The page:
A: Ms. Valerie Amos (USG) for Humanitarian Affairs and Emergency Relief Coordinator)
I do not have the figure for the number of children who have arrived in Liberia without parents. In terms for appeal for Liberia, we appealed for 147 million dollars. So far, we have received 35 million dollars.

I have read a press report from ICRC where they saw a situation of more than 800 people have killed. I have not yet had a confirmation to that. If that is an accurate report; it is important that all parties to the conflict in Cote d’Ivoire recognize that they have responsibilities to the International law that they have the right to protect civilians; civilians should not be used in any conflict in this way and the victim for this kind of violence.

Q: Malcolm Scott (Sarafina Ventures. Inc)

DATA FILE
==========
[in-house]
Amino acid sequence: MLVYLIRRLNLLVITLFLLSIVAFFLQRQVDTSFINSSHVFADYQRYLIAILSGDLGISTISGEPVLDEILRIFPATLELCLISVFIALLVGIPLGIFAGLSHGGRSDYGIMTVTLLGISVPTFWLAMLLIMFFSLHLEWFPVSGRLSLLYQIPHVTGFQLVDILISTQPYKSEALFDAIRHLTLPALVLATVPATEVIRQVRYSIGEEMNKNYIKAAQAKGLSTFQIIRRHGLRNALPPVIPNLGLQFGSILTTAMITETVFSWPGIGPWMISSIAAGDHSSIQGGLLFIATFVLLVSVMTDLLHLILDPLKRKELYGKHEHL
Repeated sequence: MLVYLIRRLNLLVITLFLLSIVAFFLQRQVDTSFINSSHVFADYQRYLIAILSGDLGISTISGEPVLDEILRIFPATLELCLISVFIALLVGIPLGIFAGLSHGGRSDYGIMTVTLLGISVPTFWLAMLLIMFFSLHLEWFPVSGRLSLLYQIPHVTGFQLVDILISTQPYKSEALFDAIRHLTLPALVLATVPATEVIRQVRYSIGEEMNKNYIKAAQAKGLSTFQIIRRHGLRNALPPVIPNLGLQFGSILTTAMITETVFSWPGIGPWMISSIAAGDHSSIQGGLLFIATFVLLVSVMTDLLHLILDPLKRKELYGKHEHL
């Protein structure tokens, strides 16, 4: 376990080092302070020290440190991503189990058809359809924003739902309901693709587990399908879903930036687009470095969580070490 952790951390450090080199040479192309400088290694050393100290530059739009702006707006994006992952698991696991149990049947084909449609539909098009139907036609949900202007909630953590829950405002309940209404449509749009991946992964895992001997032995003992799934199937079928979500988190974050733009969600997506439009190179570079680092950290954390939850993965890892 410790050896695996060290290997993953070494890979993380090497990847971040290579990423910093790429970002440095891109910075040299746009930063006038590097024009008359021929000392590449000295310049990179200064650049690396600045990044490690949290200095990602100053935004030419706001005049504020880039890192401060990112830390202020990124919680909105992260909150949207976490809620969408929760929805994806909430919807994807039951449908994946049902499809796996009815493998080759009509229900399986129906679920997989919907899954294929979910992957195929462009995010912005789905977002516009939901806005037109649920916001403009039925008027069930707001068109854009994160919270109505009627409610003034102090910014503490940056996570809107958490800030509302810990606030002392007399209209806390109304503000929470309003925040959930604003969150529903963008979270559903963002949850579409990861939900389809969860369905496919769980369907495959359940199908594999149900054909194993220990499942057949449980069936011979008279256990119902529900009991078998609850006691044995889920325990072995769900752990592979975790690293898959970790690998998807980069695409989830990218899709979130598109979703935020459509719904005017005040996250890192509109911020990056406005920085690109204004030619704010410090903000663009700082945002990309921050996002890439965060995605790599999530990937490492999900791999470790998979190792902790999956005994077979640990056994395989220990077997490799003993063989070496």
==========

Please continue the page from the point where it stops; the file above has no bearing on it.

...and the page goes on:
You met with the Vice President of Liberia; could you mind telling us what was discussed? Can you confirm if you got any information from the Grand Gedeh borders as it relates to Liberians been recruited to fight in the Ivory Coast?

A: Ms. Valerie Amos (USG) for Humanitarian Affairs and Emergency Relief Coordinator)
I have seen reports in the media about Liberians being recruited to fight in the Ivory Coast. I have no confirmation about that.

I met the Minister for Presidential Affairs, the Minister of Internal Affairs, and I also met with representative from the LRRRC. We talked about the ongoing humanitarian situation and the need to support the host communities.

Q: Jasper Carr
At the border point at Lugatuo, I saw lot of trucks brining in cocoa from Ivory Coast into Liberia. What is the UN doing about the cocoa being brought into Liberia?

A: Ms. Valerie Amos (USG) for Humanitarian Affairs and Emergency Relief Coordinator)
I was not aware of the inflow of cocoa coming into Liberia from Cote d’Ivoire.

Q: Dio Appleton (New Republic)
Raining season is near ,are the refugees still in tents?

A: Ms. Valerie Amos (USG) for Humanitarian Affairs and Emergency Relief Coordinator)